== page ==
Ikea's wholly-owned subsidiary Swedwood (now called Ikea Industry) reported that it has ceased its logging operations in the last remaining old-growth forests of the northern Russian region of Karelia to move them in the Tikhvin region. Karelia is home to one of Europe's last old-growth forests and Swedwood had logging operations on 700,000 acres in the region, provided it avoids old trees and does not clear steep slopes, which erode without tree cover.
Swedwood had been clear-cutting century-old trees in the boreal forests with heavy machinery for many years. Swedish enviromentalists criticized Swedwood's for using heavy machinery to harvest vast intact forest areas with centuries-old trees and extraordinary biodiversity, transforming the land into uniform commercial forests. Ikea's profit from the timber is bought with massive damage to forest ecosystems and soils.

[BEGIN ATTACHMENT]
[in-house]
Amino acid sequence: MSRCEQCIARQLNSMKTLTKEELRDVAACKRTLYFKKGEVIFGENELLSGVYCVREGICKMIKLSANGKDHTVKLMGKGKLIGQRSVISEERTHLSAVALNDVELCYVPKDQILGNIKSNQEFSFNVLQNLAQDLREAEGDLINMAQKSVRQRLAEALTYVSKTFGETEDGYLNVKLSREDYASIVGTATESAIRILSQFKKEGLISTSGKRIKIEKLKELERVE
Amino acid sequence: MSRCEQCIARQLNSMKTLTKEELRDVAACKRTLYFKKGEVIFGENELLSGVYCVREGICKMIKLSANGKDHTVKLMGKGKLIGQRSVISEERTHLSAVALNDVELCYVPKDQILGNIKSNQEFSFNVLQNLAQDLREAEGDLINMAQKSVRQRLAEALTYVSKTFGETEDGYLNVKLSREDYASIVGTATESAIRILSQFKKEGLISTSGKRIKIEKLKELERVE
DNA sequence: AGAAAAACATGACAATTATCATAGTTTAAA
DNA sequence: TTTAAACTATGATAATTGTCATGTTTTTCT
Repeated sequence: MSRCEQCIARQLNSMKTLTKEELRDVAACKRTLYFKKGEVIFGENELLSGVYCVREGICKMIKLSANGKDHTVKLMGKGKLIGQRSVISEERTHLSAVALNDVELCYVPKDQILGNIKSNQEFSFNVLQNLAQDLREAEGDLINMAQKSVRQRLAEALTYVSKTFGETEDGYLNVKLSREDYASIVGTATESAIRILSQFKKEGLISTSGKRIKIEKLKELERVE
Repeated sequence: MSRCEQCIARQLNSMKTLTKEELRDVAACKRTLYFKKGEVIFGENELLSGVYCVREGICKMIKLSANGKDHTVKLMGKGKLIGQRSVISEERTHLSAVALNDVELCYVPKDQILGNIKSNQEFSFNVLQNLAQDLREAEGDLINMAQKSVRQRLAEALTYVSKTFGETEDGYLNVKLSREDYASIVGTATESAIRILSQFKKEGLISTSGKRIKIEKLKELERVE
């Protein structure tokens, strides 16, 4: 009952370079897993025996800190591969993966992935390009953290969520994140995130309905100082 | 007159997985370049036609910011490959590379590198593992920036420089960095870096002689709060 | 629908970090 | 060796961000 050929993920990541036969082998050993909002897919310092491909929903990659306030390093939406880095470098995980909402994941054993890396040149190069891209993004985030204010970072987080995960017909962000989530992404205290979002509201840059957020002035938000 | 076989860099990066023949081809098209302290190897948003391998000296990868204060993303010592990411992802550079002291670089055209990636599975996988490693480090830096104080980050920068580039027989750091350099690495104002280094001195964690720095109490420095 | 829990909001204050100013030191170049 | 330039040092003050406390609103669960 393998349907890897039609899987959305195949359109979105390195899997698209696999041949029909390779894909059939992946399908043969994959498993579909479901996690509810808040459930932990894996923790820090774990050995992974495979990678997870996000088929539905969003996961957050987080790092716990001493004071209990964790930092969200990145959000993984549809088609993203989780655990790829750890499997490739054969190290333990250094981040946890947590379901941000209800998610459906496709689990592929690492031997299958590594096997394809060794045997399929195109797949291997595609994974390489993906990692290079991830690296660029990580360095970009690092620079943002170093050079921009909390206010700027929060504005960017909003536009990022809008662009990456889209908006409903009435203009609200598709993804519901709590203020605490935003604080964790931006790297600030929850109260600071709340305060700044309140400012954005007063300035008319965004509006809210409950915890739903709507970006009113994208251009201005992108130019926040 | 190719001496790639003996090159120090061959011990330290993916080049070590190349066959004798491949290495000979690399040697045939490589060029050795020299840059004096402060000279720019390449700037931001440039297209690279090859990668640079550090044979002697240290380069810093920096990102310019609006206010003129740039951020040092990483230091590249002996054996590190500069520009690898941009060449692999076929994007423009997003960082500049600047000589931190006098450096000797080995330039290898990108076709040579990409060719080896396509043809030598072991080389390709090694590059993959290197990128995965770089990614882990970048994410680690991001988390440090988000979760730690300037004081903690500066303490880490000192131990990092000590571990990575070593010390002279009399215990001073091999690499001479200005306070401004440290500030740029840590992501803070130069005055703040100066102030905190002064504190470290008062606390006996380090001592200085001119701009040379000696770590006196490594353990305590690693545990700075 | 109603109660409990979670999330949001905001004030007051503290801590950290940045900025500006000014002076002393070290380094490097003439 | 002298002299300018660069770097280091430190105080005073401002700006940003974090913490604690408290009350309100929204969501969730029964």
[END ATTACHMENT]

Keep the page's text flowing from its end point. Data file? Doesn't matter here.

Swedwood stated that business reasons were behind this decision, but in January 2014, the company Karelia’s certificate had been suspended, due to logging of key biotopes, insufficient dialogue, lack of environmental consideration and work environment issues. Soon after the announcement of the certificate's suspension, IKEA announced that it will shut down its operations in Karelia during 2014. According to a recent Swedwood press release, the Ikea subsidiary will be focusing on wood production in Tikhvin and is shutting down its operations in Karelia. The company states that business reasons were behind this decision.